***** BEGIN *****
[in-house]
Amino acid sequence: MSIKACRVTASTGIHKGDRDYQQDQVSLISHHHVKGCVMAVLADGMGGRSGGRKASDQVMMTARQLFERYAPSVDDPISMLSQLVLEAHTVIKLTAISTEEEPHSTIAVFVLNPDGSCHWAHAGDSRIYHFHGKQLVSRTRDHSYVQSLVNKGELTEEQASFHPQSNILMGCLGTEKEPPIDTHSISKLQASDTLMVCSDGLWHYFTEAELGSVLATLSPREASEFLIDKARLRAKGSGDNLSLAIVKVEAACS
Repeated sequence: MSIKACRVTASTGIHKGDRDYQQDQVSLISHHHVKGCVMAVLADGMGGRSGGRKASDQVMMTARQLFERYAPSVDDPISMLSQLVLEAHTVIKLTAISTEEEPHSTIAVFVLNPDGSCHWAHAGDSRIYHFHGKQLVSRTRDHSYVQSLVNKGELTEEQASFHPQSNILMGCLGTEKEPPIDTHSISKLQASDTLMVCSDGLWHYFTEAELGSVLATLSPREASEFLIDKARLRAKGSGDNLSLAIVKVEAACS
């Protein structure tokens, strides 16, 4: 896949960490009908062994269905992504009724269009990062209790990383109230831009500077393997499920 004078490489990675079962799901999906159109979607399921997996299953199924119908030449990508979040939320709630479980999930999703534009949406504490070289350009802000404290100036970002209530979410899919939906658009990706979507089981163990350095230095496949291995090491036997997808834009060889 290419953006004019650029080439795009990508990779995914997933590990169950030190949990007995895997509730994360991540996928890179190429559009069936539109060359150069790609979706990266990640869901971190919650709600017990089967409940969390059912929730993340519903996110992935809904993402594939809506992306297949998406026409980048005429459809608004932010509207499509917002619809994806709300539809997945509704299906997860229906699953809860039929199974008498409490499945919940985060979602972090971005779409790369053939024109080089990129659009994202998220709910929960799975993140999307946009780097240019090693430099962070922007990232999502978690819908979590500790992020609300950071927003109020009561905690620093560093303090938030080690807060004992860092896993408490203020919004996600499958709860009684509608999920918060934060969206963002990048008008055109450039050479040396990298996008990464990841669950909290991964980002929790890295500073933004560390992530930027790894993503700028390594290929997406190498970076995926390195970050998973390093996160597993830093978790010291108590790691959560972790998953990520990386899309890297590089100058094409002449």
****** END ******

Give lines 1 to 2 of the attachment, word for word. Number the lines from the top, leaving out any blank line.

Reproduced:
[in-house]
Amino acid sequence: MSIKACRVTASTGIHKGDRDYQQDQVSLISHHHVKGCVMAVLADGMGGRSGGRKASDQVMMTARQLFERYAPSVDDPISMLSQLVLEAHTVIKLTAISTEEEPHSTIAVFVLNPDGSCHWAHAGDSRIYHFHGKQLVSRTRDHSYVQSLVNKGELTEEQASFHPQSNILMGCLGTEKEPPIDTHSISKLQASDTLMVCSDGLWHYFTEAELGSVLATLSPREASEFLIDKARLRAKGSGDNLSLAIVKVEAACS